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Fiber Network Testing Tips

5 Tips to Proper Fiber Optics Testing


From time to time we receive calls and emails from fiber technicians in the field with questions about how to test fiber networks.  Many have received formal training and many have OJT training. Unfortunately, many have no training at all.  Nonetheless, the questions are almost always dealing with the same subjects.  The question that usually comes up is “What exactly am I testing for?”  Another popular question is “How do I use this equipment?”  This article will provide basic tips on how to test fiber optics networks.


Tip # 1 – Relax.

Fiber optics networks are much easier to test and troubleshoot when compared to UTP copper networks.  It usually takes much less time, effort, and manpower to get the job done on fiber.  As a matter of fact, we fiber technicians are usually having a cold drink somewhere while the copper testing technicians are just getting started.  Also, their equipment is much more expensive than ours and usually requires a very delicate touch during actual operation, not to mention the fact that when testing 10Gig UPT networks, they have to hold their mouth right or the segment will not pass.  So, relax fiber technicians the copperheads usually have a tendency to sweat profusely when their 10Gig network fails the Alien Cross talk tests.


Tip # 2 – Beware of Your Customer’s Fiber Optics Testing Requirements

Be prepared to explain to a customer why he/she should not run an OTDR test on 50 meters of installed cable.  It is your responsibility as a knowledgeable fiber optics technician to know the limitations of OTDR testing.  It is also your responsibility to inform the customer in terms that he/she can understand why an expensive OTDR trace will be a waste of time and money.  Most customers have read in industry periodicals about OTDR traces and feel they deserve one if a fiber network is to be properly tested.  Unfortunately most do not understand the limitations of OTDR testing but still insist on having them done.  You must know the loss budget of the equipment that is going to be used.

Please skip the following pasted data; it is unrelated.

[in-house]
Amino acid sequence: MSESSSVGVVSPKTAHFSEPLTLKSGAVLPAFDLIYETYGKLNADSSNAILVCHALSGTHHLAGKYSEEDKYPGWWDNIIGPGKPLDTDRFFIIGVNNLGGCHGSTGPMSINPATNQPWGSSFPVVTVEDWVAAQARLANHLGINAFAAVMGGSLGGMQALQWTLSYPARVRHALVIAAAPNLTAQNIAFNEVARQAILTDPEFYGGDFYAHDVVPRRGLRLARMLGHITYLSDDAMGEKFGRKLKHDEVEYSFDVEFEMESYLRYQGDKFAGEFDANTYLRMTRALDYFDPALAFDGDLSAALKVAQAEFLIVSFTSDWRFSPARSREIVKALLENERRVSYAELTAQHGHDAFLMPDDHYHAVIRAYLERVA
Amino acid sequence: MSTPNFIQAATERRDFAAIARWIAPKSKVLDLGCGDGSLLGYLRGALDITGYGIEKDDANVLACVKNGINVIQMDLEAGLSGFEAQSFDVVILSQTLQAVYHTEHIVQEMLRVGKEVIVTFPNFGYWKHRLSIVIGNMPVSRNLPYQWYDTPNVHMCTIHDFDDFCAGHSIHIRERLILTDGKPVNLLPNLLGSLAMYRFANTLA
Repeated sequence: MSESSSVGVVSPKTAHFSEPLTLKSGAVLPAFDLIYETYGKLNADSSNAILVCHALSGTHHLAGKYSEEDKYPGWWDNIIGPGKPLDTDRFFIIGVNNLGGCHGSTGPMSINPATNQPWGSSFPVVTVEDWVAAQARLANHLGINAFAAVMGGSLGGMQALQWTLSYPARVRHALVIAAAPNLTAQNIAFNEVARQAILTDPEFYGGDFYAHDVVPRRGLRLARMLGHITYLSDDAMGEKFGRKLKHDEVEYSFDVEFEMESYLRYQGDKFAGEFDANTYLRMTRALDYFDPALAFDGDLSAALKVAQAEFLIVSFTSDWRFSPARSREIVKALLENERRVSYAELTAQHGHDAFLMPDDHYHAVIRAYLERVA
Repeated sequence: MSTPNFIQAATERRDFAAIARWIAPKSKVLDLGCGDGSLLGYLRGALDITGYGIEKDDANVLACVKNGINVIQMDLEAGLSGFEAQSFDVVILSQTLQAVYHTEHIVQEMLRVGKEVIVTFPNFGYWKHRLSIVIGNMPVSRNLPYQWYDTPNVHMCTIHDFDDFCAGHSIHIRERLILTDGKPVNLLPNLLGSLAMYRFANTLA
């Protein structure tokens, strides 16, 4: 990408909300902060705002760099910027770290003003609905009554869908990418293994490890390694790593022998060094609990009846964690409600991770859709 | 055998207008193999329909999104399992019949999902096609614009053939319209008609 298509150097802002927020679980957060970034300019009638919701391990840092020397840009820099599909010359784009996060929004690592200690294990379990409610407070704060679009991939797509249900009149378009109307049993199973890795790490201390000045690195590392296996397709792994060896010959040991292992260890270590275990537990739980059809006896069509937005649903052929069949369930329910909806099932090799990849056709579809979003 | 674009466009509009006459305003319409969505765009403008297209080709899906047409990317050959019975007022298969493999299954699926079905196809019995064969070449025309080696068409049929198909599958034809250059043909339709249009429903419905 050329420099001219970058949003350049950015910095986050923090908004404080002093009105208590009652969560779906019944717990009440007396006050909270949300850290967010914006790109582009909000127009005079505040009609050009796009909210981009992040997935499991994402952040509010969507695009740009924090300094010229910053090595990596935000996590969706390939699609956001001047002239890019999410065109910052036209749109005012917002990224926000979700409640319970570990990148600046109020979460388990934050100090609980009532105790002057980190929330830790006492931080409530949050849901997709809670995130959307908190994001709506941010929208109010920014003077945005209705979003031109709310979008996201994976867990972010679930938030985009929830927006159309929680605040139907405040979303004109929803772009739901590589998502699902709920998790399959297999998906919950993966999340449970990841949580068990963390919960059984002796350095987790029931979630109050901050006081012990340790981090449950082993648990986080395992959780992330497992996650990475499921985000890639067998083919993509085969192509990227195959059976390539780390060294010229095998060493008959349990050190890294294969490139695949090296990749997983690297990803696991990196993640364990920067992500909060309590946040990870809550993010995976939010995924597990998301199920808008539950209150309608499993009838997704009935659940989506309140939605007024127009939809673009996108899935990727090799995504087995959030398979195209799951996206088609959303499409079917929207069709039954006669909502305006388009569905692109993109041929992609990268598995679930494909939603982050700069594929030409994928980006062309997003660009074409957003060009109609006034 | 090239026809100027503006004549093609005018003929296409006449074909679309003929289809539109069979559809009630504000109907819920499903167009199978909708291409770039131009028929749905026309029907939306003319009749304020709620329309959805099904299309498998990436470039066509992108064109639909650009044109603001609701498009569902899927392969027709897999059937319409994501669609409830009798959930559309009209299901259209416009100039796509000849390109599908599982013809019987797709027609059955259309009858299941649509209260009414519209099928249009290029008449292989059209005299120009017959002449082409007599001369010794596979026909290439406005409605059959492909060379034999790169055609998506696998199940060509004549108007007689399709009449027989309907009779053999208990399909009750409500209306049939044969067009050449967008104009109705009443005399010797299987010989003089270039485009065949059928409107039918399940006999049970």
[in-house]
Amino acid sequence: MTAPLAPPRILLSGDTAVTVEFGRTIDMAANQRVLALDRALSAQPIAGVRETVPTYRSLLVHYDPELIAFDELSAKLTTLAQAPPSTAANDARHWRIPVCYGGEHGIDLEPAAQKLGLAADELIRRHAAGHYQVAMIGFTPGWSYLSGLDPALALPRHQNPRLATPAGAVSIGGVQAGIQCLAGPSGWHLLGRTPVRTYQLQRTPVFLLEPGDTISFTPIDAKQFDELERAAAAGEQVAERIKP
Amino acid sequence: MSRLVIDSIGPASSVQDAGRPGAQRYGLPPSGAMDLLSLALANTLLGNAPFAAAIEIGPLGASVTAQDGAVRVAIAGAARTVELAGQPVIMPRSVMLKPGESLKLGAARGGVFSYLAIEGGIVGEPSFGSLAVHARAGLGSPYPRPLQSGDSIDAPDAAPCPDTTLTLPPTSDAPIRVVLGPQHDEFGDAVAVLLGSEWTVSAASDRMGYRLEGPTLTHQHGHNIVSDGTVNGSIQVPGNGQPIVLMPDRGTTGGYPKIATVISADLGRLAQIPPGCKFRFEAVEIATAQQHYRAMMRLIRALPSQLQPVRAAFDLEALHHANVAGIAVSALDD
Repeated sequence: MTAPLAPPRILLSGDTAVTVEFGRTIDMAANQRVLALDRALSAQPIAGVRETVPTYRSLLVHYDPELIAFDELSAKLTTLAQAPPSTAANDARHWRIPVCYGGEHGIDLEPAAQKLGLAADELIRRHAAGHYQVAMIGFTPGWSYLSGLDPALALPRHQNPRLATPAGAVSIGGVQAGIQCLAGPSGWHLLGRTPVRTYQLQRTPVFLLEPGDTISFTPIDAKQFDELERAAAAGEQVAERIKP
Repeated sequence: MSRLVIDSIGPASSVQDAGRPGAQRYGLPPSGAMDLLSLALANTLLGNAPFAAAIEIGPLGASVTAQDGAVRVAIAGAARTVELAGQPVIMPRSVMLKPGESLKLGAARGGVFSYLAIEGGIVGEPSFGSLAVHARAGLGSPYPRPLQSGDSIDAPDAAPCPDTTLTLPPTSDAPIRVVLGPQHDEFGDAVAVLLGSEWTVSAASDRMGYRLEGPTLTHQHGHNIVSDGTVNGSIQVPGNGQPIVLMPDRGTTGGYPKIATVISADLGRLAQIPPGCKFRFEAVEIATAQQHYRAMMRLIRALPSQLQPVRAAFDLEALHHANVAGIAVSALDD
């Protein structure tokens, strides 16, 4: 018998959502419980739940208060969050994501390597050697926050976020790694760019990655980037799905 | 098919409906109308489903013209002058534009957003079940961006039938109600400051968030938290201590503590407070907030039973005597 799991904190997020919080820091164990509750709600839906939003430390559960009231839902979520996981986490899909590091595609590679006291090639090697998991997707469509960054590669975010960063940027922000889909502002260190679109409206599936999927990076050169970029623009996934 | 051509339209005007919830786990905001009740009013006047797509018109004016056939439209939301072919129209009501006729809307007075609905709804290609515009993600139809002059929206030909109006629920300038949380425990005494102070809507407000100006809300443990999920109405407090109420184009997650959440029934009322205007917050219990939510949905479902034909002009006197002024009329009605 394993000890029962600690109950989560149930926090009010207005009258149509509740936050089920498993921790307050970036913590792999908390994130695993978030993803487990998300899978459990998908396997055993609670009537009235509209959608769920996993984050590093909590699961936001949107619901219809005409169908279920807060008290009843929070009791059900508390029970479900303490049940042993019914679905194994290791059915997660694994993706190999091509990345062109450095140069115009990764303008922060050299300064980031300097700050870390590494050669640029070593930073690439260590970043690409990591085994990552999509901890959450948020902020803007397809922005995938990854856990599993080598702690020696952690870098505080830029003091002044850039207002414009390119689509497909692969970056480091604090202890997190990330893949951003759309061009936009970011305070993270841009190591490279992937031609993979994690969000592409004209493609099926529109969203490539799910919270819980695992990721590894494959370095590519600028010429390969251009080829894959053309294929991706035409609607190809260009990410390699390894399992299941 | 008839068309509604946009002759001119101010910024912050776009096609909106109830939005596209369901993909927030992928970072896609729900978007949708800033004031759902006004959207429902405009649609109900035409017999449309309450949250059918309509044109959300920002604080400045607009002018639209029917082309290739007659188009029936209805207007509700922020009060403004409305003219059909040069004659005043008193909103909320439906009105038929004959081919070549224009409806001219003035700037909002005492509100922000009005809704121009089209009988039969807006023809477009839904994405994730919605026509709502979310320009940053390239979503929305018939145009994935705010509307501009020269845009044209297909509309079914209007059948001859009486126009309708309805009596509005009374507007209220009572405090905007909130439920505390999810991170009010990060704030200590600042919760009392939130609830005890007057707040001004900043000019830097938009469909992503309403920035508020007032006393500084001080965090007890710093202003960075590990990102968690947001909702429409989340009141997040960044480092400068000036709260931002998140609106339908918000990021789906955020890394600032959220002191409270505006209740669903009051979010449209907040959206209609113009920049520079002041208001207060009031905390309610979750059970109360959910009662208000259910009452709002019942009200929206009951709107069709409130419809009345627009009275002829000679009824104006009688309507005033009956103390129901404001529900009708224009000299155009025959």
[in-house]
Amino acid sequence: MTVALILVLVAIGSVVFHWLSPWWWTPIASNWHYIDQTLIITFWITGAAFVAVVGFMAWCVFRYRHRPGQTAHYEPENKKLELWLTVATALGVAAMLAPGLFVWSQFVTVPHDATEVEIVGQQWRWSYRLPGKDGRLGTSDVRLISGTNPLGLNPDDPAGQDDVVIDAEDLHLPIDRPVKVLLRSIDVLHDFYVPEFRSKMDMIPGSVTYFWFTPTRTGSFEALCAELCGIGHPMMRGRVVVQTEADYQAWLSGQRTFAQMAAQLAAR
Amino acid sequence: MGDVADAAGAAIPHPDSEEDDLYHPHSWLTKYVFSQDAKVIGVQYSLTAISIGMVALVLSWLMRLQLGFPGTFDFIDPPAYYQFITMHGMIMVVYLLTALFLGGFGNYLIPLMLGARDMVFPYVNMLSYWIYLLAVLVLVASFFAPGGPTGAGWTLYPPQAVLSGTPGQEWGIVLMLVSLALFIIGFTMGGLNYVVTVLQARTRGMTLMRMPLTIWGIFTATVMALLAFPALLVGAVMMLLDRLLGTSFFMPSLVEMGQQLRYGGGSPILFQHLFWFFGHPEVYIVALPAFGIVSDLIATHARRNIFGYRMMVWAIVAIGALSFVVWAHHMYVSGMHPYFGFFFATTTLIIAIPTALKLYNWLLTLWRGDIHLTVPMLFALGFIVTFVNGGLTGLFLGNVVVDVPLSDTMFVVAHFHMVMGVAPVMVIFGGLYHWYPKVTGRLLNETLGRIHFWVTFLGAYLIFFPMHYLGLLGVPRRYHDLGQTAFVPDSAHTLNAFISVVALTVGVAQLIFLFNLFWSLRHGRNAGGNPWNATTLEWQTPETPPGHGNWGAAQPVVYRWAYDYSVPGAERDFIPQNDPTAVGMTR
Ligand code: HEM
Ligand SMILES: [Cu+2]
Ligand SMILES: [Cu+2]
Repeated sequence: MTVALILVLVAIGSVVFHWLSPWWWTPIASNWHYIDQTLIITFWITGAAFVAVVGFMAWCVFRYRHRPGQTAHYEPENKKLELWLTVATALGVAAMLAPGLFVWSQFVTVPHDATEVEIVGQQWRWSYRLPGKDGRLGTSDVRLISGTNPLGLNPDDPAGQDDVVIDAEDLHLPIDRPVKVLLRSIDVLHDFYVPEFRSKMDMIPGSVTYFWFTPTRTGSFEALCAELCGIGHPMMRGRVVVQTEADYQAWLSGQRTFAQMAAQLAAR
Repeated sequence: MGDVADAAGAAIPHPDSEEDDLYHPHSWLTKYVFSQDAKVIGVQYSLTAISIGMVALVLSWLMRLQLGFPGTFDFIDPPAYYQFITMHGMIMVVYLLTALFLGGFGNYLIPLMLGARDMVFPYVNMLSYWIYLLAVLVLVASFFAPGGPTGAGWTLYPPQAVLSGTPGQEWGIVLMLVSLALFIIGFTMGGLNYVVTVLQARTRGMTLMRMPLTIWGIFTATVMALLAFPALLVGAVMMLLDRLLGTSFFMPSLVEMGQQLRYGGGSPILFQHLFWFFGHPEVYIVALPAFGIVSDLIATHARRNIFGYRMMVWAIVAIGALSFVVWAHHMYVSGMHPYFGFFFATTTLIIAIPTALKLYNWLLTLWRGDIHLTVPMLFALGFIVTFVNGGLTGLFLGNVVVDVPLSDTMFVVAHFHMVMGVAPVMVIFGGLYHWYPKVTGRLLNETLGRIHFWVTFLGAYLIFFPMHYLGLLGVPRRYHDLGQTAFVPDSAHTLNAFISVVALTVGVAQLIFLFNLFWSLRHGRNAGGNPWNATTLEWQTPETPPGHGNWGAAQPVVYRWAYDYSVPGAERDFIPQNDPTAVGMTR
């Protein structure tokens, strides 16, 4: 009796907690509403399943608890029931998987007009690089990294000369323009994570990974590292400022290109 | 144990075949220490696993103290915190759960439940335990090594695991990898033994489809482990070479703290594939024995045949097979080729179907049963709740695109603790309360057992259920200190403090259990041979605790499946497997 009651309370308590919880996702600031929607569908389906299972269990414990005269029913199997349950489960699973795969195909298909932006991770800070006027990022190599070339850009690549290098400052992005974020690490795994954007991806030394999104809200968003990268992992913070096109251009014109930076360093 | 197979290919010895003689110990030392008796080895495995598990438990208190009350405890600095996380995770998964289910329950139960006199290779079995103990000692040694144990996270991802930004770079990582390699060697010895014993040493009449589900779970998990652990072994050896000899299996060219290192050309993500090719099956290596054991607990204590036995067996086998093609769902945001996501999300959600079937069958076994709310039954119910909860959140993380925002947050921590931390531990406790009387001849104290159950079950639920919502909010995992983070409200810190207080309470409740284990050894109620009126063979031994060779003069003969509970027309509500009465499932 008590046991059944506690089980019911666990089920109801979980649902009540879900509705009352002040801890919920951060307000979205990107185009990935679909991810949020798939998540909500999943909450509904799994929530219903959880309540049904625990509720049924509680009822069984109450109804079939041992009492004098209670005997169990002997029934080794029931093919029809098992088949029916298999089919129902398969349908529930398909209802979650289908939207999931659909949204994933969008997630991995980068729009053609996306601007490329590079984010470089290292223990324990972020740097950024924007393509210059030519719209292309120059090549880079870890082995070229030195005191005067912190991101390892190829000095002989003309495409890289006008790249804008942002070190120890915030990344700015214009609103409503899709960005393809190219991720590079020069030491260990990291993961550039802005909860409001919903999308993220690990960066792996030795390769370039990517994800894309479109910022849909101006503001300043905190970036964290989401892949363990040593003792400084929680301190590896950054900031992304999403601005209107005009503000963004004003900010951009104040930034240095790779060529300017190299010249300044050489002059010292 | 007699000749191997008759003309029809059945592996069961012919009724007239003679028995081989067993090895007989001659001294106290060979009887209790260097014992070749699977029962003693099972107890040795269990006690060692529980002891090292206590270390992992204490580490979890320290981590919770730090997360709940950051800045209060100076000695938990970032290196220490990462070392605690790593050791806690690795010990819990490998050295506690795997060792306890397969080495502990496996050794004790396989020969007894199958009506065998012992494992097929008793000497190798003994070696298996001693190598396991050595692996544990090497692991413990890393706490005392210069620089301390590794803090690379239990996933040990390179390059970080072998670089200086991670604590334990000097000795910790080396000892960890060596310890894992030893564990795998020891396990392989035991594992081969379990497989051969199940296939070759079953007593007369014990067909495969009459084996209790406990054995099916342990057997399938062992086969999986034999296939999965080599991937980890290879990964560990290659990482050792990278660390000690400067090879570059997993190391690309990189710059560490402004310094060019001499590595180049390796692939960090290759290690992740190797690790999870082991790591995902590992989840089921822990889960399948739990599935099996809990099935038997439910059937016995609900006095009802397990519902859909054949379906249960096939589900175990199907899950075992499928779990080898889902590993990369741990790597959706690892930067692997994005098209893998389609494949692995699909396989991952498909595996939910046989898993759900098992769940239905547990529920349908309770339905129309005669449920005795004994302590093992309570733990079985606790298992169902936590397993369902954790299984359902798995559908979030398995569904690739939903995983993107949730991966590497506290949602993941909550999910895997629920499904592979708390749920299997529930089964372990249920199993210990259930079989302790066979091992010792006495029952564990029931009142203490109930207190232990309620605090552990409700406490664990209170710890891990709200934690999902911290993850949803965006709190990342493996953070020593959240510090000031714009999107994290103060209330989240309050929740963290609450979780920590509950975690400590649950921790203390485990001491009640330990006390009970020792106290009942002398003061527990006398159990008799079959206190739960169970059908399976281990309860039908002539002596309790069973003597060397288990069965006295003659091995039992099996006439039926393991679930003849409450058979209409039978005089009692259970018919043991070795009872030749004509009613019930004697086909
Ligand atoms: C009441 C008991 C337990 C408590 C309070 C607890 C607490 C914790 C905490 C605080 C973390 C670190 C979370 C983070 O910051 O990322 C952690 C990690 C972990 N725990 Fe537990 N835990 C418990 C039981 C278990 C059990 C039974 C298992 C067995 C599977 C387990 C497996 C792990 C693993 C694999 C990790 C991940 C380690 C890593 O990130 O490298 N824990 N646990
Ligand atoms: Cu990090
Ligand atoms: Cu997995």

Tip # 3 – Know Your Test Equipment

It makes since to learn all you can about the equipment you are going to use.  It is very important to read the manuals from page to page while you are in the shop and before you get to the customer’s facility.  It is much easier to sit down in the conference or break room while your customer and your boss are not watching and learn everything you can about the equipment you are going to use long before you arrive at the job site.  How embarrassing it would be for you if your customer (who is paying you lots of money) sees you reading the manual while you are trying to figure out how to use your equipment.  Makes sense doesn’t it?  Even if you don’t consider yourself a very intelligent person, at least you can make yourself look intelligent by knowing everything about your test equipment long before you arrive at the job site.  You’ll not only impress your customer but you will also impress yourself.


Tip # 4 – Have the Correct Network Documentation

All networks, both UTP and copper, are easier to test and troubleshoot when you have all of the documentation (past and present) handy.  If you are testing an existing fiber optics network that has been previously installed, it is an extremely good idea to get the As Built Test Reports.  Upon project completion, all reputable integrators should provide a customer with final test reports in the same folder that contains their invoice.  These test reports provide proof that the network has been tested and conforms to the requested contract or industry performance parameters. 


Tip # 5 – Get Some Good Instruction on Fiber Optics Networking

Forget about obtaining quality fiber optics networking knowledge with OJT.  The problem here is there are too many opinions about how things should be done.  Many of these opinions are incorrect.  Sorting out the correct procedures from the wrong procedures is going to take a long time, if at all, and will do nothing but confuse the technician whom wants to do the job right the first time.  A professional fiber optics technician will seek out good, economical training that he/she can be proud of with the understanding that doing the right things right the first time will be much more rewarding than attempting a haphazard solution to an otherwise easy task.

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